independent album review giggs landlord


11th August 2016

Giggs ‘Landlord’ review

Eto Worchie London

On August 4, 2008 the people’s champion, Giggs, offered the world his first album Walk in Da Park, a monumental moment not only in his career but also for the UK rap music scene. Giggs gave us one of the rawest, undiluted, purest UK rap, pure UK street music. Many culture critics would point to this to moment as the moment the door was kicked open, the moment UK rappers had a collective epiphany, realizing they don’t have to water down their music. Eight years, three albums and a lot of stripes later the young brazen, unapologetic Peckham rapper has ascended into a Titan. Much of his consistent and genuine output has made space for a lot of other young spitters, hence nicknames like The Originator, The Godfather and even The Landlord; let’s get into the music. 

The album starts with a dramatic, cinematic intro, addressing the listeners as “Ladies and gentlemen.” “UK rap scene yeah man’s still staring.” It feels like he’s accepting an award of some sort or throwing some sort of celebratory party. Either way, he knows just how important he is and recognizes he’s the centre of attention, letting us know just how comfortable he is with that. He narrates some subplots, telling us how he parted ways with his old record label. He ends it with “I hope you enjoy the rest of the show.” Giggs acknowledges how much expectation and pressure would be on his shoulders releasing an album, but he also makes it known he is the star of the show, he has full faith in his ability and knows exactly what he’s doing, so we should relax and enjoy his show.

My eyes lit up seeing the features on the next track. I still wake up in cold sweats thinking about how Dubz’ verses on Ard Bodied. He’s also got Stormzy on this 6-minute track. Big Mike immediately lights this track up here with a solid verse. Dubz strolls in at the end and gives us one of his signature lackadaisical flows, he drops an incredibly confident, boisterous verse, bragging and telling us how much better he is than most of these rappers, even in his absence.  

Pre-released “Whippin Excursion” has a very bossy feel about it and leads straight into the next track. In the former he tells us the pressure of leadership explains his struggle to making it to the top, narrating lower moments in his life, heavy is the crown. A very pensive track here. Donae’o dispatched a bouncy hook on “Lock Doh” where Giggs just flexes his way through explaining the struggle of having women throw themselves at him all day – poor guy; one of the best features on the album.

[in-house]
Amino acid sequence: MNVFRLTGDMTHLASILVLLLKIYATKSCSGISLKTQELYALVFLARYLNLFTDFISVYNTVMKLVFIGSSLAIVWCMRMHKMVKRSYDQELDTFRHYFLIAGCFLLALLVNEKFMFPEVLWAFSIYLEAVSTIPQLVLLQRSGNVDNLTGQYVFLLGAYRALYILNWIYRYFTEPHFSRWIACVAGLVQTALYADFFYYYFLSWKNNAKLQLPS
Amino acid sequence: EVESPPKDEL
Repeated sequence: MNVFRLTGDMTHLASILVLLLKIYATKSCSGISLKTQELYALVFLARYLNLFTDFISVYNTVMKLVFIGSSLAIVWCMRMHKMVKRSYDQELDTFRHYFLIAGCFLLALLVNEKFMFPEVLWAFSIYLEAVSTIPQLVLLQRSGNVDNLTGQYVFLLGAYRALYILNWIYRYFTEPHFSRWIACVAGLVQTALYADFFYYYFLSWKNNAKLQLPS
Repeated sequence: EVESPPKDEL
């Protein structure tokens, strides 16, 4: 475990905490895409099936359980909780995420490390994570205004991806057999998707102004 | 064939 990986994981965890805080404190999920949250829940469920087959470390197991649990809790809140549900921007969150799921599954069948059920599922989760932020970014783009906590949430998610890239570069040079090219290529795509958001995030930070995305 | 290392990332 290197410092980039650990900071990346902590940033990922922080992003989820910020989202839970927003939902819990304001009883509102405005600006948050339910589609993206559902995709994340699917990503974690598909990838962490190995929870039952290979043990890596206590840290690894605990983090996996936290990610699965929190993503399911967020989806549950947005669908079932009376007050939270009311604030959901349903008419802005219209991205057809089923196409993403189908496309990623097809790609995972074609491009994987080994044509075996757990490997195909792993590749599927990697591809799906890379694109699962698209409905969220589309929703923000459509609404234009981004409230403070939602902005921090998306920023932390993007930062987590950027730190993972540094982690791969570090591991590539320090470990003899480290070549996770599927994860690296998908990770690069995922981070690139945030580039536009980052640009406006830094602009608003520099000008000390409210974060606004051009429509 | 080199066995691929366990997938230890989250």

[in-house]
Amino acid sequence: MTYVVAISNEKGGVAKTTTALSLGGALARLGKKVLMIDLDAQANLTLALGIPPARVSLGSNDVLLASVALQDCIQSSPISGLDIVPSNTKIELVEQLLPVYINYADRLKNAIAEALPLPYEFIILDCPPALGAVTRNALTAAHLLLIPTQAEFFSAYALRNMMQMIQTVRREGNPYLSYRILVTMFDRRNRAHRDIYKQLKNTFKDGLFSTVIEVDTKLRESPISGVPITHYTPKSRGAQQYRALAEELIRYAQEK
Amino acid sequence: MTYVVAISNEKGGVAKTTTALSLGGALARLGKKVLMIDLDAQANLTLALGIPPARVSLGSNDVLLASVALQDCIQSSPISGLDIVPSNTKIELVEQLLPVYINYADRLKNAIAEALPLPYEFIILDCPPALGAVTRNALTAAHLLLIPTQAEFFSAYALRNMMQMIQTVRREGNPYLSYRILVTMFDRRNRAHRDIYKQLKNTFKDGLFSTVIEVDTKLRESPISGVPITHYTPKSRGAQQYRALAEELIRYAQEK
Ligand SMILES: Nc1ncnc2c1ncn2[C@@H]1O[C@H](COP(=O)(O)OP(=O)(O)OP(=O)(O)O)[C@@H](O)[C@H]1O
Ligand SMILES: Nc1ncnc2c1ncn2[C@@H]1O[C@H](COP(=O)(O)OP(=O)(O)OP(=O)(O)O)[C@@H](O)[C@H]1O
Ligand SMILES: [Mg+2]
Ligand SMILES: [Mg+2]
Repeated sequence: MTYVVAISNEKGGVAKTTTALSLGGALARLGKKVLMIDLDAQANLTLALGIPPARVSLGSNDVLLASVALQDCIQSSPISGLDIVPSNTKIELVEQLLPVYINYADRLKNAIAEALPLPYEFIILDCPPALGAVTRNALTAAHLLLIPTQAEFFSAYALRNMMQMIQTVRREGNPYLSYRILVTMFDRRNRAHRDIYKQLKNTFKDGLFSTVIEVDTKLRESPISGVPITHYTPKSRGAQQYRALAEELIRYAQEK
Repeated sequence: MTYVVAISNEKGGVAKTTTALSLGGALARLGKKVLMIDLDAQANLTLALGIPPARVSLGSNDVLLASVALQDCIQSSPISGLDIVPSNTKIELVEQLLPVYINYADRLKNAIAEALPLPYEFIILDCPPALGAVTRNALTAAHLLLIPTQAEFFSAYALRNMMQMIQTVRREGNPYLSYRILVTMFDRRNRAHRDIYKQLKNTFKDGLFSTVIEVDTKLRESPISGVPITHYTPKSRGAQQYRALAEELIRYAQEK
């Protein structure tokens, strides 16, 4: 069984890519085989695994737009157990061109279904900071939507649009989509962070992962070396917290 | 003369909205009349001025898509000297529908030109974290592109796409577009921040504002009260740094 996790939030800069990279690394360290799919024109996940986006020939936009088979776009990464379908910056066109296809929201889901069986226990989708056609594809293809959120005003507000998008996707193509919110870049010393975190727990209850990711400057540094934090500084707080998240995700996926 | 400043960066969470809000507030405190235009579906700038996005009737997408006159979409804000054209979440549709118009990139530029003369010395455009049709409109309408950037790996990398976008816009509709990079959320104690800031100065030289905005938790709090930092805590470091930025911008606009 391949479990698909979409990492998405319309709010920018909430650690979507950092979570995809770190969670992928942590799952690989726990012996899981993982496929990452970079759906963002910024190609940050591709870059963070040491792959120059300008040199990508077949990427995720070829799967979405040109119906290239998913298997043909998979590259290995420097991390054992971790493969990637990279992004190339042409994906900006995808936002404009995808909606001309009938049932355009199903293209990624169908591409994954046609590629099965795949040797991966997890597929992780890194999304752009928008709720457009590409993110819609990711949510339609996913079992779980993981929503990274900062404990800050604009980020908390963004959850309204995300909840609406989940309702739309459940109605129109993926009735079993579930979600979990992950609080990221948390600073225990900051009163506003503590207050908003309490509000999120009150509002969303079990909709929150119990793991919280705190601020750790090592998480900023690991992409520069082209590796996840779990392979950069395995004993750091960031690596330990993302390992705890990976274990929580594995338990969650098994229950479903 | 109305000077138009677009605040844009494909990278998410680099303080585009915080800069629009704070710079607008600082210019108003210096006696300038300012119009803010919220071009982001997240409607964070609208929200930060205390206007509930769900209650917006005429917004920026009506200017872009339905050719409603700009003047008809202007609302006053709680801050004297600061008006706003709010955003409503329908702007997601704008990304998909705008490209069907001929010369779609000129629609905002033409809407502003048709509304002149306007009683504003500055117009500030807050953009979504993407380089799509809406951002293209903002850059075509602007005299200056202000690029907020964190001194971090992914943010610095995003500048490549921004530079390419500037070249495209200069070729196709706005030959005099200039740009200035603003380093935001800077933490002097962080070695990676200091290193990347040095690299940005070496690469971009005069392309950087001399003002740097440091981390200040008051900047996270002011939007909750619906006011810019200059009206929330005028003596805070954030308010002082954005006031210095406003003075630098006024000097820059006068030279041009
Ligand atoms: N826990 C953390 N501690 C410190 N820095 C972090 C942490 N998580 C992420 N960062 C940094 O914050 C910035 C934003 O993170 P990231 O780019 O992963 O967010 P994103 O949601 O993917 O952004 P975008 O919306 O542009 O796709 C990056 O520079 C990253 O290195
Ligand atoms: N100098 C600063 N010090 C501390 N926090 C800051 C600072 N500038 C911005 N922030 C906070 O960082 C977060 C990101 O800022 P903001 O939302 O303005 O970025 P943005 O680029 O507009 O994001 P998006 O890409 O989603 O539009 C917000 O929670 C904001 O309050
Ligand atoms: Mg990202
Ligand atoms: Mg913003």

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One of the standouts on the album is “The Best” featuring Aystar & Youngs Teflon. I love this suave persona Giggs can assume; he seamlessly weaves through an almost swing inspired beat. This man has countless flows. He makes sure we know he’s not like other rappers who got to where they are by “spanking some arses” probably the same rappers who get the ‘gold spoon treatment’ he was talking about in “Let Em Ave It.” Aystar gives us a gritty hook, explaining how real the trio of rappers can be. Youngs Teflon, who’s been amazingly consistent recently, flexes his muscles here, completely goes blind and tears the beat apart. 

Giggs goes back to back with CasIsDead on “501 (Hollow & Heston),” Cas is almost prepared by Giggs’ repetitive hook, “go get em.” Cas doesn’t need to be told twice as he unwaveringly obliterates his verse here. Next, we have a slow, thought-provoking tune called Of Course, in which he slows it right down, with a meditative feature from Rico Love, reminding me of a soliloquy from a play. He gives us some deep and personal thoughts, appearing extremely vulnerable and human. 

“Lyrical Combat” is a 5-minute epic featuring both Cas and Dubz, two heavy lyricists, produced by Boomblast. It’s never pretty when Dubz and Giggs are on a Boomblast beat. All three rappers violently dispatch their verses and calmly exit the messy crime scene. Hollow man brings the show to a close with “The New Shit,” the etymology here at the end of the album hints that this probably isn’t the last we’ve seen of Giggs this year.

It’s really interesting seeing how much chemistry Dubz and Giggs still have; it feels like there’s still some space for Ard Bodied 2. Another highlight of the album is seeing Giggs’ tap the younger artists like Stormzy and Youngs Teflon, who probably witnessed that moment eight years ago in awe as aspiring rappers, and are now trading blows with the veteran. Giggs gives us some vulnerability and greez here, reaffirming himself as The Boss in this album. Even eight years later he reminds us he’s still the same person and is still 100% authentic and 100% paying no attention to the industry. Make sure you’ve paid your rent and make sure you’ve paid your homage to the landlord.

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